Uday Kumar, whose previous spinout iRhythm is trading with a market cap of $2.6bn, has collected $145.6m in a GV-backed round for his latest venture.
What do you do after you have launched a spinout that has raised venture capital from illustrious backers such as pharmaceutical firm Novo, care provider Kaiser Permanente and medical device manufacturer St Jude Medical, and successfully gone public through a $107m initial public offering?
You do it again, of course.
Uday Kumar, an adjunct professor in bioengineering at Stanford University, may sound familiar if you have been reading Global University Venturing for a while: his previous venture, arrhythmia diagnostics technology producer iRhythm Technologies, won the GUV Award for Exit of the Year in 2017.
That spinout, founded in 2006, had collected $112m in equity financing before going public and has only gone from strength to strength since then: both in terms of commercial successes – for example, it signed a collaboration deal with Verily, the life science subsidiary of conglomerate Alphabet, in September 2019 focused on improving the screening, diagnosis and management of patients with atrial fibrillation – and in financial terms – after pricing its shares at $17 for the IPO in 2016, the stock has steadily risen to close at $95.72 last Friday, giving iRhythm a market cap of $2.57bn.
It is hardly a surprise, then, that Element Science, Kumar’s new venture that is working on a wearable cardiac monitor, managed to attract another Alphabet subsidiary for its series C round: early-stage corporate venturing arm GV was among those to have put $145.6m into the company last week.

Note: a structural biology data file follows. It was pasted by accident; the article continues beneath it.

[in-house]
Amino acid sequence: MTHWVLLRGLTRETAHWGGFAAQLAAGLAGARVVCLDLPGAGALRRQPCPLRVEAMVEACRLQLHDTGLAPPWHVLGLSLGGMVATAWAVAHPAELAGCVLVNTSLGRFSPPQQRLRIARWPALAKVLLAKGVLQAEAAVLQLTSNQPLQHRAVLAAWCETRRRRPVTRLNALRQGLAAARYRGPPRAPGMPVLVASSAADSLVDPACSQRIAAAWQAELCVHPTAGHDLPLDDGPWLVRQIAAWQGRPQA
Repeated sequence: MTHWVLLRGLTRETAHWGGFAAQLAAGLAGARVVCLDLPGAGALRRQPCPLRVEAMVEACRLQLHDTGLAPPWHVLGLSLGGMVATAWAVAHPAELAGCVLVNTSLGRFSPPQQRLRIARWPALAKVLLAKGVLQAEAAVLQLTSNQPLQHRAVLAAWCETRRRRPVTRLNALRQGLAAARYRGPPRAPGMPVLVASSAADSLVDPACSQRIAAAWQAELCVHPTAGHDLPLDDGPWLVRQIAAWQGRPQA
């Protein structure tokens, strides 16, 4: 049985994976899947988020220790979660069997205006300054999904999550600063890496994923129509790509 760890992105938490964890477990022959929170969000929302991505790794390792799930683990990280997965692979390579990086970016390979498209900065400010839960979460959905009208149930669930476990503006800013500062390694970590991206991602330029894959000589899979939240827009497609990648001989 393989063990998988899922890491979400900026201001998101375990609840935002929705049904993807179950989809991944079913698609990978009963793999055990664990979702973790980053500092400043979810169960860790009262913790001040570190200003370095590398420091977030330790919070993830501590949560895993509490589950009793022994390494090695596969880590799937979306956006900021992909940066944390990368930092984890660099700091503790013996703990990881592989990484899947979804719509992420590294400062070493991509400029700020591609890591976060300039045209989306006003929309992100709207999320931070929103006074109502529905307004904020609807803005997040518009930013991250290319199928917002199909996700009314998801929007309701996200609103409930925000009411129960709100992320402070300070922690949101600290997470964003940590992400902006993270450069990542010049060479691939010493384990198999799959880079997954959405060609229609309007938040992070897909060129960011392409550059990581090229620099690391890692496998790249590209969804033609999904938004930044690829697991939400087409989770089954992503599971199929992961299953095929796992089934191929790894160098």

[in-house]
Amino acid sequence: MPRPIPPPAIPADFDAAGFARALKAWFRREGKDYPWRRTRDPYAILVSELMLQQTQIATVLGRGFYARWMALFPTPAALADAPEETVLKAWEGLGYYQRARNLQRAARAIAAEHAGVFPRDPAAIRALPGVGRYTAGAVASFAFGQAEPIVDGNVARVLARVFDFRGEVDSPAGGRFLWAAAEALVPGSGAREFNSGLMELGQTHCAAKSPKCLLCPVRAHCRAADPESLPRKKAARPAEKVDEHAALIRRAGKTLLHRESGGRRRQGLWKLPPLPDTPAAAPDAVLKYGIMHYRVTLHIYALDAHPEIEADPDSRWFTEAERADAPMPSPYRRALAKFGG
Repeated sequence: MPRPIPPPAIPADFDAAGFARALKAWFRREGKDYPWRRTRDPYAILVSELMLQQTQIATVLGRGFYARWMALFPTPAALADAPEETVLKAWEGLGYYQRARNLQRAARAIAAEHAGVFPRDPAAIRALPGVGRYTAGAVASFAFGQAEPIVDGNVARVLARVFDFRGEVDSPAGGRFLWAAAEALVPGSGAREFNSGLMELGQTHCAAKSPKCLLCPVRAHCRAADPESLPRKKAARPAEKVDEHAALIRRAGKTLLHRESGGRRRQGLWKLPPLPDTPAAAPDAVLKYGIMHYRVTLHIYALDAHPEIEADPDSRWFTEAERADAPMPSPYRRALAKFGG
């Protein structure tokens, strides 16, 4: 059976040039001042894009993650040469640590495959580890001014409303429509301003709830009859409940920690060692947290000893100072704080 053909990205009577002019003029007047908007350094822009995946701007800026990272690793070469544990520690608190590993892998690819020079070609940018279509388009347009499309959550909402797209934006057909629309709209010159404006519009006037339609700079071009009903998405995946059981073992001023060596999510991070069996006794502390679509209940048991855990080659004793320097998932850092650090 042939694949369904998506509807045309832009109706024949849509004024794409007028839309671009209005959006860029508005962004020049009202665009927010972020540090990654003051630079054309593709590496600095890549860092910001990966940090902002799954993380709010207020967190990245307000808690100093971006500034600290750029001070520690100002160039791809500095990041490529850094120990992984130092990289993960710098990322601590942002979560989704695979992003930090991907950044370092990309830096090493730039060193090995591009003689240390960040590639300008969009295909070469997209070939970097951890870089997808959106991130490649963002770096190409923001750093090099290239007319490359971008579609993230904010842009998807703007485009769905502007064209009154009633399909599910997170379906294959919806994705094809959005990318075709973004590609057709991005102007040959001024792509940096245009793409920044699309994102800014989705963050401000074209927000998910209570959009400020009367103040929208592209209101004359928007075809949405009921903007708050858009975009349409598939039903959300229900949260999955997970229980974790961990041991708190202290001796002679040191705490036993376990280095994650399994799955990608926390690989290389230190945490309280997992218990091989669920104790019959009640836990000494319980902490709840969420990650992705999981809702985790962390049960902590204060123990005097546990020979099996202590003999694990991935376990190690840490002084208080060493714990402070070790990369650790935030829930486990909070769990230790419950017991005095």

Deerfield Healthcare, a $550m vehicle run by Deerfield Management and backed by multiple universities, co-led the round with Qiming Venture Partners USA. The round also included Cormorant Asset Management, Invus Opportunities and, notably, Third Rock Ventures.
The latter is an investor and venture studio renowned for establishing companies to commercialise academic research. While there was no definitive indication that Third Rock had launched Element Science, the fact that Third Rock was named as an existing shareholder at the time of the series C round and that Kumar was an entrepreneur-in-residence between October 2012 and March 2014 seems to indicate as much.
Incidentally, GV, too, was named as a returning backer for the series C round. Yet not much more is known about the historic financials of Element Science. The company essentially emerged from stealth with the series C round, though regulatory documents show it had secured $12.5m in funding in 2014, $25m in capital in 2016 and $9.5m in debt in September 2019.
There is some overlap between the launch of Element Science and the flotation of iRhythm Technology: Element Science was founded, as Revive Defibrillation Systems, in 2011, around the same time that Kumar stepped down from his responsibilities at iRhythm.
And you cannot fault Kumar for keeping Element Science under wraps for a while. For one, the expectations must be significant after a success such as iRhythm. For another, developing Element’s technology – like the vast majority of healthcare products – has taken a while. Indeed, the series C funding has been allocated to final clinical studies and a commercial launch of Element’s device, the Jewel Patch Wearable Cardioverter Defibrillator, aimed at cardiac patients transferring from the hospital to their home.